We nevertheless wanted to ascertain that PfCK2α can be disrupted if the enzyme is provided through expression of an extraneous copy of the gene. To this effect, a complementation plasmid was constructed, containing the full-length PfCK2α coding region under the control of the Pfhsp86 promoter and preceding a 3′ untranslated region (namely, the Plasmodium berghei dihydrofolate reductase terminator sequence). The P. falciparum hsp86 gene (PF07_0029) displays a similar mRNA expression profile to the PfCK2α gene (28); therefore, its promoter is presumably appropriate to drive expression of the complementing protein. In parallel with the transfection of the pCAM-BSD-KOPfCK2a plasmid alone, further populations of parasites were cotransfected with both pCAM-BSD-KOPfCK2a and the complementation plasmid. PCR analysis (Fig. (Fig.6B,6B, right) showed that disruption of the targeted locus occurred only in the doubly transfected, doubly resistant parasites. Southern blot analysis independently confirmed that integration occurred only in the doubly transfected parasites (Fig. (Fig.6C).6C). The 13-kb band that represents the wild-type locus dramatically decreased in the doubly transfected parasites and was undetectable in two clonal lines (E7 and G9) that were derived from this culture by limiting dilution. There are multiple possibilities for the recombination of the KO and complementation plasmids with each other before or after integration, which could account for the additional bands of unexpected size observed (6 kb and 14 kb). The most important observation is that the wild-type band disappears only in the doubly transfected parasites.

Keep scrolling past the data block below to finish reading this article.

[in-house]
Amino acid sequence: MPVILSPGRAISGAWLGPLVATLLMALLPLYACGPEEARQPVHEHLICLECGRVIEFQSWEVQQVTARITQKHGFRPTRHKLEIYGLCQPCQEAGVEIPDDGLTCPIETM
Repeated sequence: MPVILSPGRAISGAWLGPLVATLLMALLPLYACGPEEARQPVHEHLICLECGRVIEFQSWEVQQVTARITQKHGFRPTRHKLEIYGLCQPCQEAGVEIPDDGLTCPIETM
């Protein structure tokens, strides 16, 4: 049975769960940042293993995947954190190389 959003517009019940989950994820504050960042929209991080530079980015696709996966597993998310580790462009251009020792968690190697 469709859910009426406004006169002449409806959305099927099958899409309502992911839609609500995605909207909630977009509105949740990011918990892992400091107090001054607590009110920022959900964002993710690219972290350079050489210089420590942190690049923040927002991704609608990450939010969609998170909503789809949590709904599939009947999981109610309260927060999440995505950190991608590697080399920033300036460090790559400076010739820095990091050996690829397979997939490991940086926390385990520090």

Taken together, these data provide strong evidence that PfCK2α is essential to viability of the asexual erythrocytic stage parasites.

PfCK2α kinase activity is amenable to inhibition.

Using a kinase-directed inhibitor library, we conducted a screen for compounds that inhibit PfCK2α. This screen identified the compounds Rottlerin and ML-7 as inhibitors of PfCK2α. The IC50s of these compounds were determined for both PfCK2α and HsCK2α (Fig. (Fig.8).8). While ML-7 inhibits both enzymes with an IC50 of roughly 3 to 4 μM, Rottlerin exhibits differential effects on the orthologues, inhibiting PfCK2α with an IC50 of 7 μM and HsCK2α with an IC50 of [dbl greater-than sign]20 μM. This result indicates that differential inhibition is possible, despite the high percent identity (65%) between the CK2α amino acid sequences of P. falciparum and Homo sapiens.